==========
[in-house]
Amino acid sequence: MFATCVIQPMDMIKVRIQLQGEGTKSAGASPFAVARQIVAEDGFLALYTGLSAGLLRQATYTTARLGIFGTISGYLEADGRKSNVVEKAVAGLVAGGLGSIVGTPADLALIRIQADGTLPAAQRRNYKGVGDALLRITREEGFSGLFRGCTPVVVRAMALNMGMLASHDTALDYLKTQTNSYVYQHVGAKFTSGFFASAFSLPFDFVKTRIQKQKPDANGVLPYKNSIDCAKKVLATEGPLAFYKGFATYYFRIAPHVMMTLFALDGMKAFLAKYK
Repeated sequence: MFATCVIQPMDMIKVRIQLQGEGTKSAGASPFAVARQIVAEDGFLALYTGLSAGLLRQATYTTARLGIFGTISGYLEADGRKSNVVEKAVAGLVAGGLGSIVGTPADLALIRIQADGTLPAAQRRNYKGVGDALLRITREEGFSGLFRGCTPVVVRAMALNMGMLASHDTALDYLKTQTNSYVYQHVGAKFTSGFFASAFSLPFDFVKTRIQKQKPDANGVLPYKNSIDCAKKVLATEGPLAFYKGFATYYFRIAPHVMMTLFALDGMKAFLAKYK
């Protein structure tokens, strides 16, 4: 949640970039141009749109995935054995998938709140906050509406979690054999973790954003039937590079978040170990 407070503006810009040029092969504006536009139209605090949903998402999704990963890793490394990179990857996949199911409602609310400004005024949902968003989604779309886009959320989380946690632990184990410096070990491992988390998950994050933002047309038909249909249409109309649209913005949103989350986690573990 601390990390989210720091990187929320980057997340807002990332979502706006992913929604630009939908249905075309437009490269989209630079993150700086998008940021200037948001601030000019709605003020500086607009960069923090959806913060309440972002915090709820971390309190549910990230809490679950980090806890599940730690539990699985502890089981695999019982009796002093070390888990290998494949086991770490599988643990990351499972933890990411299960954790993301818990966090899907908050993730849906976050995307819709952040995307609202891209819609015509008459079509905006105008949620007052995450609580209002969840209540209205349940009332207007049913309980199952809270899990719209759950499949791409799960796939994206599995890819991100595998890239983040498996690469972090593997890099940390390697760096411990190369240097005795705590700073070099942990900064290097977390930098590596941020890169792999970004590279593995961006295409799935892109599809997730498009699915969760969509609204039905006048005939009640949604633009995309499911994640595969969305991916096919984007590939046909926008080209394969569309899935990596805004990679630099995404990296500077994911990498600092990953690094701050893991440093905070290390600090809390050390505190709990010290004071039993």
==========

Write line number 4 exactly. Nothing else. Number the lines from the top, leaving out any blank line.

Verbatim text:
């Protein structure tokens, strides 16, 4: 949640970039141009749109995935054995998938709140906050509406979690054999973790954003039937590079978040170990 407070503006810009040029092969504006536009139209605090949903998402999704990963890793490394990179990857996949199911409602609310400004005024949902968003989604779309886009959320989380946690632990184990410096070990491992988390998950994050933002047309038909249909249409109309649209913005949103989350986690573990 601390990390989210720091990187929320980057997340807002990332979502706006992913929604630009939908249905075309437009490269989209630079993150700086998008940021200037948001601030000019709605003020500086607009960069923090959806913060309440972002915090709820971390309190549910990230809490679950980090806890599940730690539990699985502890089981695999019982009796002093070390888990290998494949086991770490599988643990990351499972933890990411299960954790993301818990966090899907908050993730849906976050995307819709952040995307609202891209819609015509008459079509905006105008949620007052995450609580209002969840209540209205349940009332207007049913309980199952809270899990719209759950499949791409799960796939994206599995890819991100595998890239983040498996690469972090593997890099940390390697760096411990190369240097005795705590700073070099942990900064290097977390930098590596941020890169792999970004590279593995961006295409799935892109599809997730498009699915969760969509609204039905006048005939009640949604633009995309499911994640595969969305991916096919984007590939046909926008080209394969569309899935990596805004990679630099995404990296500077994911990498600092990953690094701050893991440093905070290390600090809390050390505190709990010290004071039993």